Senate Republicans are moving forward a budget bill to repeal Obamacare and defund Planned Parenthood
Lawmakers also debated gun control measures one day following the mass shooting in Southern California
The Senate Thursday approved on a largely party line vote a budget bill that would repeal Obamacare and defund Planned Parenthood, two top priorities of Republicans who control the chamber.
Not to be outdone, Democrats seized the debate to try to force votes on gun control legislation that could put some Republicans in a politically tough position as the country is reeling from a recent spate of mass shootings.
By voting to nullify Obamacare – the signature domestic accomplishment of the Obama administration – GOP congressional leaders fulfilled a longtime pledge to voters and rank-and-file members to get a repeal to President Barack Obama’s desk, even though he will veto it.
Republican leaders also want to send an unmistakable message to voters: If you elect a GOP president next year and keep the them in charge of Congress, Obamacare will go.
“It demonstrates that if you have a president prepared to support health care reform, it could pass next time,” said Sen. Jeff Sessions, R-Alabama, a vocal critic of the Affordable Care Act who insisted this was not a show vote just because the President will veto the bill. “If this vote occurred after the next presidential election, instead of vetoing it the President would sign it. This would force a bipartisan reevaluation of health care in America and put us in a position to make major changes.”
The bill would also cut off federal funding to Planned Parenthood, the women’s health group that provides abortions and has long under GOP scrutiny. Republicans’ passions to cutoff taxpayer dollars to the organization increased in recent months when videos were released that purported to show Planned Parenthood executives selling the tissue of aborted fetuses to researchers.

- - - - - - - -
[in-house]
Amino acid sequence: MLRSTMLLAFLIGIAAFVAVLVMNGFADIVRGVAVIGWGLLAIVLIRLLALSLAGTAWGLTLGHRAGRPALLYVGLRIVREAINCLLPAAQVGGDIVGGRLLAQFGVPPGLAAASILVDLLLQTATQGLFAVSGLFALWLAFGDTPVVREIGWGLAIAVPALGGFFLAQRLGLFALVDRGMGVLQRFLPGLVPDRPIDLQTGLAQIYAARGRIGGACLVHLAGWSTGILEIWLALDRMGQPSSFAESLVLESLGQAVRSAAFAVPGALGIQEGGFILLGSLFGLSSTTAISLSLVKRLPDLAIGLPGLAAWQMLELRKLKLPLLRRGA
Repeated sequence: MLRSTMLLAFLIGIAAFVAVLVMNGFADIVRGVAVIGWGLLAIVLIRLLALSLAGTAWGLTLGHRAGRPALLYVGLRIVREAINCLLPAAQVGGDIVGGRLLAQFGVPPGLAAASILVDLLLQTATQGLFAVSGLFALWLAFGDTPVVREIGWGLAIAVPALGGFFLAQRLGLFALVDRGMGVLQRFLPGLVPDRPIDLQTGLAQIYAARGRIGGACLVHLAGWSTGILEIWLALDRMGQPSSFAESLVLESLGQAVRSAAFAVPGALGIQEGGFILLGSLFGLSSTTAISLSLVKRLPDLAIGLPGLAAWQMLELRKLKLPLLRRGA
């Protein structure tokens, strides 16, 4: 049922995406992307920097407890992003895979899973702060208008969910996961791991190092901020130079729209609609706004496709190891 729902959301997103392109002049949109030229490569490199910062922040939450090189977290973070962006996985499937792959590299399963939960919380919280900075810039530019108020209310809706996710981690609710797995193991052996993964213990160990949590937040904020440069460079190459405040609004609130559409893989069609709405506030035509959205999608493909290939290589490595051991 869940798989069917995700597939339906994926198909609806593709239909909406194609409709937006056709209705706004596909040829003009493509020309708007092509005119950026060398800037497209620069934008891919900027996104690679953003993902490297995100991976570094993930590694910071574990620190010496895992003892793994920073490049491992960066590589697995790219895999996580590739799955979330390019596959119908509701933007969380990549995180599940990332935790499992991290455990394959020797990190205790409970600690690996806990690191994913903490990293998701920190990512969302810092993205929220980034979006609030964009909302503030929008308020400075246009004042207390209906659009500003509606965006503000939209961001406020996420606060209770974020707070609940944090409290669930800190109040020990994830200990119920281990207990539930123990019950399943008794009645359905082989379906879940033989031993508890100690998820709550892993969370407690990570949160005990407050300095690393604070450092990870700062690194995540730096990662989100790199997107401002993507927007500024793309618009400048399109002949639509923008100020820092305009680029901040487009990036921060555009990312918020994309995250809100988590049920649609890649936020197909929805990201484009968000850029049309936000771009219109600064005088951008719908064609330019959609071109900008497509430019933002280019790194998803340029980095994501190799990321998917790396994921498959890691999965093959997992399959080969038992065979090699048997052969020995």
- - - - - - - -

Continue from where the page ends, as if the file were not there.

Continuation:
While the House and Senate have voted scores of times to repeal portions of Obamacare, this was the first time they are using a special tool known as “budget reconciliation” that allow the measure to clear the Senate with just 51 votes instead of the 60 votes typically required for major legislation. That higher threshold has allowed Democrats to block all past repeal efforts.
By steering these two hot-button issues into the reconciliation bill, Republican leaders also steered them away from a separate must-pass government funding bill Congress is dealing with now known as the omnibus. Had those controversial issues been included in that bill, it would have made even harder to pass before the December 11 deadline when the government could shut down.
As with Obamacare, Senate Democrats have blocked recent efforts to defund the organization so the reconciliation bill became the GOP’s best option to move the measure.
“Middle class Americans continue to call on Washington to build a bridge away from Obamacare. They want better care. They want real health reform,” argued Senate Majority Leader Mitch McConnell. “For too long, Democrats did everything t